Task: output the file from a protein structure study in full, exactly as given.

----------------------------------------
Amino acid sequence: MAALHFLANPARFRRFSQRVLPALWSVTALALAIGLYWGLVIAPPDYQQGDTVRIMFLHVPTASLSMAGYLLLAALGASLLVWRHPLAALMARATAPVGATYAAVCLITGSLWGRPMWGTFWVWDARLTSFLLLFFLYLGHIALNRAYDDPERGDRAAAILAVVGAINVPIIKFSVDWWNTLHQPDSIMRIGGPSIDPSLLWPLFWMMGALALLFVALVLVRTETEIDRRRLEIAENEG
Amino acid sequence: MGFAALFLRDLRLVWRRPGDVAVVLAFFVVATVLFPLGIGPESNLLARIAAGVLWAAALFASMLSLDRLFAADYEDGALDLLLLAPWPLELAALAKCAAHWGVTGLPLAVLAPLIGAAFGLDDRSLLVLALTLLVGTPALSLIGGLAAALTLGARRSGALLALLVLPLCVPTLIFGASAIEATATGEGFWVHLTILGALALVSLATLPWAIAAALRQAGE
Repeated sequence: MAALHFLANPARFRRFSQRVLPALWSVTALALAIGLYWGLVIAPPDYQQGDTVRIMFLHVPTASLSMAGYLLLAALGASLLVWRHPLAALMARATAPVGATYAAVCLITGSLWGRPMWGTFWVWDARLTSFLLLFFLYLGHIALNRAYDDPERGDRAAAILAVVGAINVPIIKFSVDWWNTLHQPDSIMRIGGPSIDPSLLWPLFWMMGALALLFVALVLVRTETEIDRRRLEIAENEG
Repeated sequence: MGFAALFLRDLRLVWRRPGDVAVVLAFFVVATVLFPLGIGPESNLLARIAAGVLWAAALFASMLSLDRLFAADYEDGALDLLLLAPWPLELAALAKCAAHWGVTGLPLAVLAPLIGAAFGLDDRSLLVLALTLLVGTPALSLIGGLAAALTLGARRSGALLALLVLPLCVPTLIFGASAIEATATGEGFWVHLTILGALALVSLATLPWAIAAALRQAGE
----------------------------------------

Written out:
Amino acid sequence: MAALHFLANPARFRRFSQRVLPALWSVTALALAIGLYWGLVIAPPDYQQGDTVRIMFLHVPTASLSMAGYLLLAALGASLLVWRHPLAALMARATAPVGATYAAVCLITGSLWGRPMWGTFWVWDARLTSFLLLFFLYLGHIALNRAYDDPERGDRAAAILAVVGAINVPIIKFSVDWWNTLHQPDSIMRIGGPSIDPSLLWPLFWMMGALALLFVALVLVRTETEIDRRRLEIAENEG
Amino acid sequence: MGFAALFLRDLRLVWRRPGDVAVVLAFFVVATVLFPLGIGPESNLLARIAAGVLWAAALFASMLSLDRLFAADYEDGALDLLLLAPWPLELAALAKCAAHWGVTGLPLAVLAPLIGAAFGLDDRSLLVLALTLLVGTPALSLIGGLAAALTLGARRSGALLALLVLPLCVPTLIFGASAIEATATGEGFWVHLTILGALALVSLATLPWAIAAALRQAGE
Repeated sequence: MAALHFLANPARFRRFSQRVLPALWSVTALALAIGLYWGLVIAPPDYQQGDTVRIMFLHVPTASLSMAGYLLLAALGASLLVWRHPLAALMARATAPVGATYAAVCLITGSLWGRPMWGTFWVWDARLTSFLLLFFLYLGHIALNRAYDDPERGDRAAAILAVVGAINVPIIKFSVDWWNTLHQPDSIMRIGGPSIDPSLLWPLFWMMGALALLFVALVLVRTETEIDRRRLEIAENEG
Repeated sequence: MGFAALFLRDLRLVWRRPGDVAVVLAFFVVATVLFPLGIGPESNLLARIAAGVLWAAALFASMLSLDRLFAADYEDGALDLLLLAPWPLELAALAKCAAHWGVTGLPLAVLAPLIGAAFGLDDRSLLVLALTLLVGTPALSLIGGLAAALTLGARRSGALLALLVLPLCVPTLIFGASAIEATATGEGFWVHLTILGALALVSLATLPWAIAAALRQAGE